This is one of a collection of paintings by contemporary German artists which was exhibited in New York, Boston and Chicago in 1909, having been brought to this country through the efforts and generosity of Mr. Hugo Resinger, of New York, with the object of increasing here the knowledge and appreciation of German Art of which he is both a connoisseur and patron. It was acquired then by the Museum."

The painting no longer appears to be at the Metropolitan Museum.


Friday, January 17, 2020

Featured Artist on Dutch Art Box

I'm the featured artist this week in Dutch Art Box, along with a short interview.

Question: What inspires you to paint?
Answer: Dinosaurs and parking lots. One is beyond our imagination, the other is beneath our notice.

The website was founded by a mother / daughter team in the Netherlands who wanted to feature emerging and established artists, and share tips about art supplies and methods. Anyone can sign up to be featured.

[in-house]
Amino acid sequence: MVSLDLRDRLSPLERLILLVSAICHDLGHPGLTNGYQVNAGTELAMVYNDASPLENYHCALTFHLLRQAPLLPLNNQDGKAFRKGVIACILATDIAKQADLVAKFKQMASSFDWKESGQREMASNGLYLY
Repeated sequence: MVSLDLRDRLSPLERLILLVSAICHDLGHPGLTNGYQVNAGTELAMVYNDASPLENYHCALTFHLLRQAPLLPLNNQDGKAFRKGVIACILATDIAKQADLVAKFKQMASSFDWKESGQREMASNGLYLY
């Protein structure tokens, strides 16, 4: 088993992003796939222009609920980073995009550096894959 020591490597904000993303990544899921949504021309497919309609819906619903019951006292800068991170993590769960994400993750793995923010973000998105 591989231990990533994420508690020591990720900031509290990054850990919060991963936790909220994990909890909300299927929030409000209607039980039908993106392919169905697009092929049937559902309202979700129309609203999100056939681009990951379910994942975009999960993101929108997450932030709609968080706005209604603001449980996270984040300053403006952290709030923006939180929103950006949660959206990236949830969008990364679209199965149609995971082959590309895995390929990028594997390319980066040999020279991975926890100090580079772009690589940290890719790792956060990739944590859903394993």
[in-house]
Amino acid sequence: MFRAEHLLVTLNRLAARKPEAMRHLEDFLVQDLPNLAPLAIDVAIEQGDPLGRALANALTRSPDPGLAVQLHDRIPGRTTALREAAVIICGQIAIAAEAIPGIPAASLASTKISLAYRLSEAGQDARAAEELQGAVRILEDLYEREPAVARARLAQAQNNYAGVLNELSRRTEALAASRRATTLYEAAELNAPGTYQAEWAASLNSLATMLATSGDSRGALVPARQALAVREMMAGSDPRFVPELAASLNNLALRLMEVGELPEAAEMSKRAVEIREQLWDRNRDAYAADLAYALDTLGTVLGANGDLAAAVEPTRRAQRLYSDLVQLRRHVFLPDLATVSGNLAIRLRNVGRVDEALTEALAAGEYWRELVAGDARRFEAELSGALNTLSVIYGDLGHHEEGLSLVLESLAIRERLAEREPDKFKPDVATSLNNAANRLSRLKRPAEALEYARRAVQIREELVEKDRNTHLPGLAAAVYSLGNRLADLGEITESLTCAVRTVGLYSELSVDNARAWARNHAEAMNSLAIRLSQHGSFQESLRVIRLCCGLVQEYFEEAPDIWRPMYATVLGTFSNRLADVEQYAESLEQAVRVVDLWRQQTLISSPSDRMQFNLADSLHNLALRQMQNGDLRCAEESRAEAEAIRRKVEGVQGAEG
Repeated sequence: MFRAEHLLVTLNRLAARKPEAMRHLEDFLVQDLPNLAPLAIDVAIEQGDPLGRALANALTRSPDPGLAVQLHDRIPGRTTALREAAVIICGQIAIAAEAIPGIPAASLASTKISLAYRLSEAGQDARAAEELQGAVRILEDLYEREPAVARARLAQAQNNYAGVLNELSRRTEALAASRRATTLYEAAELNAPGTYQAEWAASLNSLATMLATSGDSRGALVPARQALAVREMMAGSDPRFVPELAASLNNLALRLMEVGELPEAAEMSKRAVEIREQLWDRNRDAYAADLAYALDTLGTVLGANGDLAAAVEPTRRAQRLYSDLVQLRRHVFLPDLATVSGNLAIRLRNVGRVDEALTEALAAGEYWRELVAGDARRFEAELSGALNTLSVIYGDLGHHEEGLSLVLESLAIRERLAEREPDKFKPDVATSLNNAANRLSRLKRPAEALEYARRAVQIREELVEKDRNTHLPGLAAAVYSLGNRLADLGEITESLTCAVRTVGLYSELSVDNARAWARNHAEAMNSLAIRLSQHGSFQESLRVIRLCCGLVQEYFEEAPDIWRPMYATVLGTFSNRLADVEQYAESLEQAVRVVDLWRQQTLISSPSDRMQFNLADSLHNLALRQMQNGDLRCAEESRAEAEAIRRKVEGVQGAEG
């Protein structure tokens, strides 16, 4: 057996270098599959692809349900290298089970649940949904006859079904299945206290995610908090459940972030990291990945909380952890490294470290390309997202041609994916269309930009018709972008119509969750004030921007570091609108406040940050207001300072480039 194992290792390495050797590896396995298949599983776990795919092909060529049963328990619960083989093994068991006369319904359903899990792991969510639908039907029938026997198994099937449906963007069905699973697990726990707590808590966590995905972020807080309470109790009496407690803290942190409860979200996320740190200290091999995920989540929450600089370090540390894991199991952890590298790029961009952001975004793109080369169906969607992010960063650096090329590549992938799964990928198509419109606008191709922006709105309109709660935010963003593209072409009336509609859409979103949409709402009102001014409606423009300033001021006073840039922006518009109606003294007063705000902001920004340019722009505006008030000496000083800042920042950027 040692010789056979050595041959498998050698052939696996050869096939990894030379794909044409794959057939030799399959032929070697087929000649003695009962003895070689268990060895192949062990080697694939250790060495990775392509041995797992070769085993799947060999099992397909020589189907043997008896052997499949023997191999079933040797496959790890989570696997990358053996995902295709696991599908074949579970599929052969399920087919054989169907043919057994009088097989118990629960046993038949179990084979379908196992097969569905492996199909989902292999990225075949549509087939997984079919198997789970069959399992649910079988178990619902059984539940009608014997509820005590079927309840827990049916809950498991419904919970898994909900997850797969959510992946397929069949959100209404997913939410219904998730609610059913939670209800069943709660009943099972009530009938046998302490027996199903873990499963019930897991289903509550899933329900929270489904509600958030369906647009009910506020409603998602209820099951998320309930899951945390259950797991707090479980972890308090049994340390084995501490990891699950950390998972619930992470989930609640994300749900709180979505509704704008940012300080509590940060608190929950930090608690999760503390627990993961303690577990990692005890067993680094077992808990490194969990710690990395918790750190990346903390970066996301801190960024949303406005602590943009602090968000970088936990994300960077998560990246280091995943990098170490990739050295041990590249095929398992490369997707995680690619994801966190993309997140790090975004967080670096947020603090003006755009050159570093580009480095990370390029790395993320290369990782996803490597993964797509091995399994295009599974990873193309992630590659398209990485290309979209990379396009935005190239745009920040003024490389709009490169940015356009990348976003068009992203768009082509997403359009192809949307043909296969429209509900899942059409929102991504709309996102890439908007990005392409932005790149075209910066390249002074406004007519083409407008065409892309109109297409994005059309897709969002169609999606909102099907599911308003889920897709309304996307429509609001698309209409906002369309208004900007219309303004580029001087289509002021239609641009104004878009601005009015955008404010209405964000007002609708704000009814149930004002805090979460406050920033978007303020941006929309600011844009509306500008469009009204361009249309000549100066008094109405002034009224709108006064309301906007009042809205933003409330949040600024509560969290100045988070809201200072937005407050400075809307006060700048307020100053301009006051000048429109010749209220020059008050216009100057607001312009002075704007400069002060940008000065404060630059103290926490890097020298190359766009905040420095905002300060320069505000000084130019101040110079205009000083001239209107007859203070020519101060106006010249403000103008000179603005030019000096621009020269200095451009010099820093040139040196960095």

Thursday, January 16, 2020

Wall Street Journal's Hedcuts

Top row: hand-drawn portraits; Bottom row: computer-generated versions.
The Wall Street Journal has developed an artificial-intelligence system for creating its distinctive 'hedcut' portraits.
Human-created hedcut of Grumpy Cat, 2013, courtesy Wall Street Journal
Hedcuts have a wood-engraving or scratchboard look, made up of dots and dashes.

Left: human-created 'hedcut' of actress Chloë Grace Moretz
Right: AI-created hedcut, courtesy Wall Street Journal
The AI learned the style and produced adequate results in most cases. But there were difficulties. One challenge was "teaching the tool to render hair and clothes differently than skin, which was often a matter of whether to crosshatch versus stipple."

Error cases caused by AI working with too limited set of data,
courtesy Wall Street Journal